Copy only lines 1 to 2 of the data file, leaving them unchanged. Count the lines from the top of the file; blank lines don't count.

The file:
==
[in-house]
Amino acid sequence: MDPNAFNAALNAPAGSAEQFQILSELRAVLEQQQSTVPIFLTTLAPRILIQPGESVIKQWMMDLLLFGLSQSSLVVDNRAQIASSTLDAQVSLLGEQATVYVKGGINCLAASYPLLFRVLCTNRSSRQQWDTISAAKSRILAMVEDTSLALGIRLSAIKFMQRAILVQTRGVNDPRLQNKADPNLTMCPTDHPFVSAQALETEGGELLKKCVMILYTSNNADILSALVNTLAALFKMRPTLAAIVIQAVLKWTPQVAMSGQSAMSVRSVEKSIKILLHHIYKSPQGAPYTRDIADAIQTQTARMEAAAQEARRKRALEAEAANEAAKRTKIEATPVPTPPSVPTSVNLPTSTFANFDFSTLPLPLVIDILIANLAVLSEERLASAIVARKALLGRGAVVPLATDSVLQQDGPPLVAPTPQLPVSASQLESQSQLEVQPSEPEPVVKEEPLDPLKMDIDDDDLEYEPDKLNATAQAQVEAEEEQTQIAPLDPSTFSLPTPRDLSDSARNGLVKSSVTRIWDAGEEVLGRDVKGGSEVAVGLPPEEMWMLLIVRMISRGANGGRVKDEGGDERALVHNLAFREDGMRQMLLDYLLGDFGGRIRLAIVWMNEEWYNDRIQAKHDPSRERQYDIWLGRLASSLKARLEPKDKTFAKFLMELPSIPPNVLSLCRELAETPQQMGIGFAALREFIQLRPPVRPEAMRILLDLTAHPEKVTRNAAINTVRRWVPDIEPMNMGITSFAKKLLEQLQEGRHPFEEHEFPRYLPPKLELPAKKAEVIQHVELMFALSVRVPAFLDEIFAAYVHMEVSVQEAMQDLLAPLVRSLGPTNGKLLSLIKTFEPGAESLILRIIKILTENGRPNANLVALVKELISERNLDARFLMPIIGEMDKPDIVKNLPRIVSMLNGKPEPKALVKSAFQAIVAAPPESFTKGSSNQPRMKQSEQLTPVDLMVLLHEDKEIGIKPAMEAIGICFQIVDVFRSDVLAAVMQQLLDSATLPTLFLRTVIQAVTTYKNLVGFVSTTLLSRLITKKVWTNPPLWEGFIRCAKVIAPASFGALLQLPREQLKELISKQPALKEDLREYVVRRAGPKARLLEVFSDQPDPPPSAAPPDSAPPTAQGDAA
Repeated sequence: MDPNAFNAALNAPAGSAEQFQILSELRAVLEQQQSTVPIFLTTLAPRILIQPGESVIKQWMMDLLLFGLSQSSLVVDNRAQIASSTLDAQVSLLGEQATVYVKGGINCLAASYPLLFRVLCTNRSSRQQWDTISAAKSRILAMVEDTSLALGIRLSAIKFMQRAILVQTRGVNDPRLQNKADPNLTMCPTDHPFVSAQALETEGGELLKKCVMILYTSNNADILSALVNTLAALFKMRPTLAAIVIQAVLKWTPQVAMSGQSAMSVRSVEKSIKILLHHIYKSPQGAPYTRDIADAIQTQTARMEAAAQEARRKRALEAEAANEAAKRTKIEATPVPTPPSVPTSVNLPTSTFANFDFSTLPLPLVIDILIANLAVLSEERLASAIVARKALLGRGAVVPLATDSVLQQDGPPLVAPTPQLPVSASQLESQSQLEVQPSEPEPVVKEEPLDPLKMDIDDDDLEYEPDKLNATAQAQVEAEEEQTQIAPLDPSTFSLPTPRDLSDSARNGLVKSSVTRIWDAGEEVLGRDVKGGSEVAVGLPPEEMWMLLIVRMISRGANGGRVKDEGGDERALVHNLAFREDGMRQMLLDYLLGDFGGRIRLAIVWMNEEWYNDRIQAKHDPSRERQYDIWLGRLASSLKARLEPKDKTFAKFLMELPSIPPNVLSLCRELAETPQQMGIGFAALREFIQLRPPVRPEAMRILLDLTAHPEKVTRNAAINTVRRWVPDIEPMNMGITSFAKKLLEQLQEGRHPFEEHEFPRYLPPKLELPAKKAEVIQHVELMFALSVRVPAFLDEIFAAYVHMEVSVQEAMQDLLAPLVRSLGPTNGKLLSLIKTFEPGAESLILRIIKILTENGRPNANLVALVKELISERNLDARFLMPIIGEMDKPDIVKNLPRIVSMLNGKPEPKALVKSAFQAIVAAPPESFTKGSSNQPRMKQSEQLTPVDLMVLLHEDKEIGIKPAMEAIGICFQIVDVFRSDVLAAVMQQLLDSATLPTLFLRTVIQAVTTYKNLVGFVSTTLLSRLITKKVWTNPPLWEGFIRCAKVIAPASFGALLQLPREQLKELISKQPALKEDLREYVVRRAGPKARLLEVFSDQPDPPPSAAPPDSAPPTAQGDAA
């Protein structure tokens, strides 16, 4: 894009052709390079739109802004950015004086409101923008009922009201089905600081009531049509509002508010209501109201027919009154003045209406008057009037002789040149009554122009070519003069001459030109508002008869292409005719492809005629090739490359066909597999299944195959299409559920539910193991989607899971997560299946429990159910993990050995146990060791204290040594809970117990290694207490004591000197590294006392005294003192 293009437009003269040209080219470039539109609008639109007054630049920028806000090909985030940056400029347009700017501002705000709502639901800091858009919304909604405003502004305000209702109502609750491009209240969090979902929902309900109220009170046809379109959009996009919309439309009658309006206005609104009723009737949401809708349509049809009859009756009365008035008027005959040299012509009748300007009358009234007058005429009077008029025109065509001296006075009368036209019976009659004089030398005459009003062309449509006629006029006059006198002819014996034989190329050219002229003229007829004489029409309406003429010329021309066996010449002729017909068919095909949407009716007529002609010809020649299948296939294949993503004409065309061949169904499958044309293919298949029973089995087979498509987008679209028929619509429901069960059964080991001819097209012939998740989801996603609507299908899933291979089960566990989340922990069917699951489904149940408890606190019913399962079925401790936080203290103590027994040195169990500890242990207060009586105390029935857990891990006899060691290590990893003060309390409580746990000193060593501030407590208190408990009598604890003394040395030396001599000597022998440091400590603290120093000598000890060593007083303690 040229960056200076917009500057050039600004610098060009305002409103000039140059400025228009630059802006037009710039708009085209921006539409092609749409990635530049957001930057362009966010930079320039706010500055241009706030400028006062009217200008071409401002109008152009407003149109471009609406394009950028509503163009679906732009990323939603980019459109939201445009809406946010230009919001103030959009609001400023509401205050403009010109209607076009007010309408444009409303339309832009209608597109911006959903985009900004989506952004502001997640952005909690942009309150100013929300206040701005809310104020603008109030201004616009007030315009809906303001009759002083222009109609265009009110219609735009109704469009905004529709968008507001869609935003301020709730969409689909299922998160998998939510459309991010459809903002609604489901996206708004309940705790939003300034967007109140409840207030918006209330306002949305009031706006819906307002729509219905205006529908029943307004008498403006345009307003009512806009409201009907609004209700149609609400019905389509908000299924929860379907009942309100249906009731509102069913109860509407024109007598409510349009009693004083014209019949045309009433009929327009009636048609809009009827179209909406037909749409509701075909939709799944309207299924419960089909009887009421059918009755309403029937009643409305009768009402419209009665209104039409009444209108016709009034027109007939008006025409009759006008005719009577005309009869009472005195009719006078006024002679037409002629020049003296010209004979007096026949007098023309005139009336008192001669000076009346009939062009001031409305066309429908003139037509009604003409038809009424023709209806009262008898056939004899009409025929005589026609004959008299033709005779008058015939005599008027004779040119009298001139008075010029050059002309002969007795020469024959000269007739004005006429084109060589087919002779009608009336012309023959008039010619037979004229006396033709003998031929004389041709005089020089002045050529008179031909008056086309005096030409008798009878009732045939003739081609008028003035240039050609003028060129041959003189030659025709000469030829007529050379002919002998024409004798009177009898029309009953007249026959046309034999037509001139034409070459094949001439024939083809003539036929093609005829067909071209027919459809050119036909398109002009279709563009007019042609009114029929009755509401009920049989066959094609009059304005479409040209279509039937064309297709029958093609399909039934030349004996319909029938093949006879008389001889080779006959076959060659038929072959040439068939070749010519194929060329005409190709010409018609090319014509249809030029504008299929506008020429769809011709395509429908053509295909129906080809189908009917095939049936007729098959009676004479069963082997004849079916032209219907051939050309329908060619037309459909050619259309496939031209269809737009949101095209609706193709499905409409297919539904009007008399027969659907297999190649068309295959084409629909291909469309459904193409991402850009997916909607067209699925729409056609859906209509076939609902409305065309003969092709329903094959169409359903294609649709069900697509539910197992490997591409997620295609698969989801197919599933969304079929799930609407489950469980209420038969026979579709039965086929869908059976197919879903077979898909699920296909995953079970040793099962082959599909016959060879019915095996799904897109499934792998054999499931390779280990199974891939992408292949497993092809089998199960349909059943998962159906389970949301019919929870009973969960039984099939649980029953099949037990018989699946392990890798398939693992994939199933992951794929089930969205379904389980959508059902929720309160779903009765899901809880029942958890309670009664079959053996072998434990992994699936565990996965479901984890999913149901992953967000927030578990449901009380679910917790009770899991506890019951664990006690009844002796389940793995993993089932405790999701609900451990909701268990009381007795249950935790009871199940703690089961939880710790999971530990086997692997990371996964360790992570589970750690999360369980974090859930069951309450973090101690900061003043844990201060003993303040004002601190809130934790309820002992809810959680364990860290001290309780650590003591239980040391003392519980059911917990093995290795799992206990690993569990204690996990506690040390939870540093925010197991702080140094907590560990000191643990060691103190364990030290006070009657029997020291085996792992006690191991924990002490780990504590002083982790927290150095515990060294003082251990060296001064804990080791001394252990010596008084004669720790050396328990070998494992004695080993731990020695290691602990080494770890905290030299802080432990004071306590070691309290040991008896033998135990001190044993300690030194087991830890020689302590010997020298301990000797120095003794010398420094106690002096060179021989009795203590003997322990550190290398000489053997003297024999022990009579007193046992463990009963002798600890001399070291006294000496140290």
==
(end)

[in-house]
Amino acid sequence: MDPNAFNAALNAPAGSAEQFQILSELRAVLEQQQSTVPIFLTTLAPRILIQPGESVIKQWMMDLLLFGLSQSSLVVDNRAQIASSTLDAQVSLLGEQATVYVKGGINCLAASYPLLFRVLCTNRSSRQQWDTISAAKSRILAMVEDTSLALGIRLSAIKFMQRAILVQTRGVNDPRLQNKADPNLTMCPTDHPFVSAQALETEGGELLKKCVMILYTSNNADILSALVNTLAALFKMRPTLAAIVIQAVLKWTPQVAMSGQSAMSVRSVEKSIKILLHHIYKSPQGAPYTRDIADAIQTQTARMEAAAQEARRKRALEAEAANEAAKRTKIEATPVPTPPSVPTSVNLPTSTFANFDFSTLPLPLVIDILIANLAVLSEERLASAIVARKALLGRGAVVPLATDSVLQQDGPPLVAPTPQLPVSASQLESQSQLEVQPSEPEPVVKEEPLDPLKMDIDDDDLEYEPDKLNATAQAQVEAEEEQTQIAPLDPSTFSLPTPRDLSDSARNGLVKSSVTRIWDAGEEVLGRDVKGGSEVAVGLPPEEMWMLLIVRMISRGANGGRVKDEGGDERALVHNLAFREDGMRQMLLDYLLGDFGGRIRLAIVWMNEEWYNDRIQAKHDPSRERQYDIWLGRLASSLKARLEPKDKTFAKFLMELPSIPPNVLSLCRELAETPQQMGIGFAALREFIQLRPPVRPEAMRILLDLTAHPEKVTRNAAINTVRRWVPDIEPMNMGITSFAKKLLEQLQEGRHPFEEHEFPRYLPPKLELPAKKAEVIQHVELMFALSVRVPAFLDEIFAAYVHMEVSVQEAMQDLLAPLVRSLGPTNGKLLSLIKTFEPGAESLILRIIKILTENGRPNANLVALVKELISERNLDARFLMPIIGEMDKPDIVKNLPRIVSMLNGKPEPKALVKSAFQAIVAAPPESFTKGSSNQPRMKQSEQLTPVDLMVLLHEDKEIGIKPAMEAIGICFQIVDVFRSDVLAAVMQQLLDSATLPTLFLRTVIQAVTTYKNLVGFVSTTLLSRLITKKVWTNPPLWEGFIRCAKVIAPASFGALLQLPREQLKELISKQPALKEDLREYVVRRAGPKARLLEVFSDQPDPPPSAAPPDSAPPTAQGDAA